The story of SRS Farms includes one of a broken leg. In the early days, grandfather Sam R. Sparks rented a tractor to sell custom-farming services to local farmers. In the early 1950s (exact date unknown), he broke a leg in a motorcycle accident. With the insurance settlement, he chose not to set his leg but instead buy his first tractor.

From that broken leg, and with, as Sparks says, "determination, dedication, faith and hard work as driving forces," the SRS Farms has never stopped growing.

"My focus is on sustainability, improving the efficiencies of our water use, on building soil quality and suppressing weeds by way of practices such as cover crops -- and with all that, increase output," he explains. "Those efforts will leave this operation in the best way possible for the next generation."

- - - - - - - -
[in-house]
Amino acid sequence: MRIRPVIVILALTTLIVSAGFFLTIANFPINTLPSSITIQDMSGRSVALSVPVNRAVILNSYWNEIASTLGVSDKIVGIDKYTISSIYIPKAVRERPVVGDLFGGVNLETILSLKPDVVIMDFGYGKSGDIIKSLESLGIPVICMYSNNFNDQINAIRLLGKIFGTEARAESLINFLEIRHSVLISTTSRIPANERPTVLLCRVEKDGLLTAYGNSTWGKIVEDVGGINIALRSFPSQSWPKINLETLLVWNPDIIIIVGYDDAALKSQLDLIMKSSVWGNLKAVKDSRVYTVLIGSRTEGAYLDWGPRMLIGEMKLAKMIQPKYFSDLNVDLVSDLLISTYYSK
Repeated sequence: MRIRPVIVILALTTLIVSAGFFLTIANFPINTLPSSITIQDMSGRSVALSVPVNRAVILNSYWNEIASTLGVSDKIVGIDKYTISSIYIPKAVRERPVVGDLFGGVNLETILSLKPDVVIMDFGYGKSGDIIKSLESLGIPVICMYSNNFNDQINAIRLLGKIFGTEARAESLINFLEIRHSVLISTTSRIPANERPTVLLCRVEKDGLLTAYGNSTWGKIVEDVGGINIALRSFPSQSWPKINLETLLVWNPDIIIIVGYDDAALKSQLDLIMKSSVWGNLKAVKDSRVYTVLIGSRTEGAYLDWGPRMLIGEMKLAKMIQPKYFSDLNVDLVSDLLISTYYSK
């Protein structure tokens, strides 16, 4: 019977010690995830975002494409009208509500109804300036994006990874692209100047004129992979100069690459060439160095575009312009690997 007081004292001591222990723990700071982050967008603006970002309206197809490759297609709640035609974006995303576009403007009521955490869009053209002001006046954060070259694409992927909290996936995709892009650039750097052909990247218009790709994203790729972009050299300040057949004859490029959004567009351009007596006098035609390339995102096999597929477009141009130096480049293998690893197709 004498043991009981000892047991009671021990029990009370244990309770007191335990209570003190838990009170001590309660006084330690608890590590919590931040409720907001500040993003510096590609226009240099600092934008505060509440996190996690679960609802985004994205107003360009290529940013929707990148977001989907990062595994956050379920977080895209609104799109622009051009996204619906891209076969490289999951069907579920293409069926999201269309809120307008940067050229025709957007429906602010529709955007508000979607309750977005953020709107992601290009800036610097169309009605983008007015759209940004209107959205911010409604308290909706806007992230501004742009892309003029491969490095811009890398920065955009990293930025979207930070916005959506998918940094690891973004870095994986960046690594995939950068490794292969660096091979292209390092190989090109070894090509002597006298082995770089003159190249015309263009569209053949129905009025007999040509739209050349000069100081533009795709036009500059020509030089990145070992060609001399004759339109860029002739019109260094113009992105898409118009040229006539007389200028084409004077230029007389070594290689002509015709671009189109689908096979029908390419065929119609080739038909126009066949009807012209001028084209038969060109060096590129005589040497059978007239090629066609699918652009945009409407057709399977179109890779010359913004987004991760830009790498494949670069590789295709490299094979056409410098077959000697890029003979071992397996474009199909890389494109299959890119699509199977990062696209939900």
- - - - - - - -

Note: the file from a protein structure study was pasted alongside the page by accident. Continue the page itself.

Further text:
Editor's Note:

This is the first of five profiles of our 13th class of America's Best Young Farmers and Ranchers sponsored by DTN/ Progressive Farmer. They are among the best of their generation who have chosen agriculture as a profession and lifestyle. The annual award recognizes five farmers and ranchers who best represent the pioneering promises of American agriculture: Farmers and ranchers who are innovative, imaginative and who work to improve their communities.

Watch the video about Sam Sparks III at…

See all the 2023 America's Best Young Farmers and Ranchers Winners, as well as information on how to apply for 2024, at…

Dan Miller can be reached at

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Dan Miller